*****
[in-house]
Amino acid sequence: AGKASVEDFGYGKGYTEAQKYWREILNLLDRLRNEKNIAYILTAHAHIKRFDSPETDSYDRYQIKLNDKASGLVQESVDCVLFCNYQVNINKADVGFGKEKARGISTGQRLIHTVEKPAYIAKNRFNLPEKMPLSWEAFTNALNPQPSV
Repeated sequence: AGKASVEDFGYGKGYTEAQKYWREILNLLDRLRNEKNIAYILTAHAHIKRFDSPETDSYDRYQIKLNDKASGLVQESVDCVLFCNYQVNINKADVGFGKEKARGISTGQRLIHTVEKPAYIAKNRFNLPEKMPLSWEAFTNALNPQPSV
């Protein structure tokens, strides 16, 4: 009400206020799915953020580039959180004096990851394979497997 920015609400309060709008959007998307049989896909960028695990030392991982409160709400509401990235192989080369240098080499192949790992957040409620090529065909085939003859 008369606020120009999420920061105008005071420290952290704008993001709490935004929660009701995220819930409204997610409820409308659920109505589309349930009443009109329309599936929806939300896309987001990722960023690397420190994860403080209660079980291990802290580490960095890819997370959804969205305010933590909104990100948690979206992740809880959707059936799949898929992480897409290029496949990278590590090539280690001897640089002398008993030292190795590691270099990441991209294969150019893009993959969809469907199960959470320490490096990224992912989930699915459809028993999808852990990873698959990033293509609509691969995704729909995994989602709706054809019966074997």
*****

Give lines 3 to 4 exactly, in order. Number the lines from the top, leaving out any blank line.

Repeated sequence: AGKASVEDFGYGKGYTEAQKYWREILNLLDRLRNEKNIAYILTAHAHIKRFDSPETDSYDRYQIKLNDKASGLVQESVDCVLFCNYQVNINKADVGFGKEKARGISTGQRLIHTVEKPAYIAKNRFNLPEKMPLSWEAFTNALNPQPSV
């Protein structure tokens, strides 16, 4: 009400206020799915953020580039959180004096990851394979497997 920015609400309060709008959007998307049989896909960028695990030392991982409160709400509401990235192989080369240098080499192949790992957040409620090529065909085939003859 008369606020120009999420920061105008005071420290952290704008993001709490935004929660009701995220819930409204997610409820409308659920109505589309349930009443009109329309599936929806939300896309987001990722960023690397420190994860403080209660079980291990802290580490960095890819997370959804969205305010933590909104990100948690979206992740809880959707059936799949898929992480897409290029496949990278590590090539280690001897640089002398008993030292190795590691270099990441991209294969150019893009993959969809469907199960959470320490490096990224992912989930699915459809028993999808852990990873698959990033293509609509691969995704729909995994989602709706054809019966074997």